Isn’t it something to have your feelings hurt – really hurt – by a six-year-old? By your own offspring, no less.
In our house, we play a number of meal-time games: “Guess That Anything” tops the list in popularity (“This person is famous . . .” or “This edible item comes in many different colors . . .”), followed by the classic “Telephone.” Recently added to our dinnertime repertoire are “High-Low” (introduced by our babysitter, where you go around the table and tell what the high point of your day was and then the low point), and “The Nice Game.”
I made up The Nice Game on the spot recently when I was at my wits’ end listening to the kids bicker and tattle on each other at the breakfast table. The Nice Game requires going around the table first clockwise, with each person saying something nice either to or about the person on their left, and then counter-clockwise, saying something nice to or about the person on their right. It’s supposed to elicit, well . . . niceness.
So tonight at dinner, we started going around the table taking our turns in The Nice Game. Then it got to be Daisy’s turn to say something nice to me. And from way on the other end of the table, Annabelle pipes up and says, “You know, Mommy, nobody is going to be able to say anything nice about you. Because you’re always mean.”
Man. Like to part my hair, that girl.
It’s one thing when your kids tell you they hate you and you’re mean when you’re mid-battle with them over something. It’s sort of expected at times like that. But to be told that out of the blue when everyone is being nice? And it’s not that I need to have my kids like me all the time, or that I even endeavor to be their friend. But, jeez. I dedicate my life to them! From morning sickness and heartburn and labor pains to fighting to bring them into this world non-violently to agonizing over vaccines and preschools, to feeling my heart soar at their every success and plummet at their every stumble, to sacrificing privacy and a flat belly and perky boobs, to willingly being peed on, pooped on, puked on, bled on, cried on, to wanting more than anything else their everlasting happiness . . . I’ve invested my whole entire heart and soul into these pipsqueaks, and this is what I get? She not only can’t think of one nice thing to say about me, but she assumes that nobody else can either.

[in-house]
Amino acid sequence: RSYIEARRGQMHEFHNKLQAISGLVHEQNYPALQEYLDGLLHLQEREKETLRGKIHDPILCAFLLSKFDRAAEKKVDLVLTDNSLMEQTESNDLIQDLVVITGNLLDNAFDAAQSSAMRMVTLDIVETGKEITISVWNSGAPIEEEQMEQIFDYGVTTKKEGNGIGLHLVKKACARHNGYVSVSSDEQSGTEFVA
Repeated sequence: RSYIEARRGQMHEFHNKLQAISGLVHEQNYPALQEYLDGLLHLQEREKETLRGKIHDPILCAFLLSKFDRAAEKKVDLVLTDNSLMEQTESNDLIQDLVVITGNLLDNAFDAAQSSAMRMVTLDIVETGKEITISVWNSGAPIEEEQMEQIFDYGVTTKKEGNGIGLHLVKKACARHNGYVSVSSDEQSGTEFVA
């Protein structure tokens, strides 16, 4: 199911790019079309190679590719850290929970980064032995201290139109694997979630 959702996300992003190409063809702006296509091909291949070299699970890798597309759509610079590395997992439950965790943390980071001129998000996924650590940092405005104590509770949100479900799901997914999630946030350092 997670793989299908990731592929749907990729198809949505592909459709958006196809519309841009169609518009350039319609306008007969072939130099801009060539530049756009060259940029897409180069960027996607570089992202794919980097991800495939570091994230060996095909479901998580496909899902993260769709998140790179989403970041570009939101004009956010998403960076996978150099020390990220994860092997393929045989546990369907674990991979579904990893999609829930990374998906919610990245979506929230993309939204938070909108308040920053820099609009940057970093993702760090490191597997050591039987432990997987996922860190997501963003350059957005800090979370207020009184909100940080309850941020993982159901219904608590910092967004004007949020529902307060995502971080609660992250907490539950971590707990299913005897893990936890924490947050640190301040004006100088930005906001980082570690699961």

It stung, I’ll just say that.
And the real trick is not letting them see when they’ve gotten to you.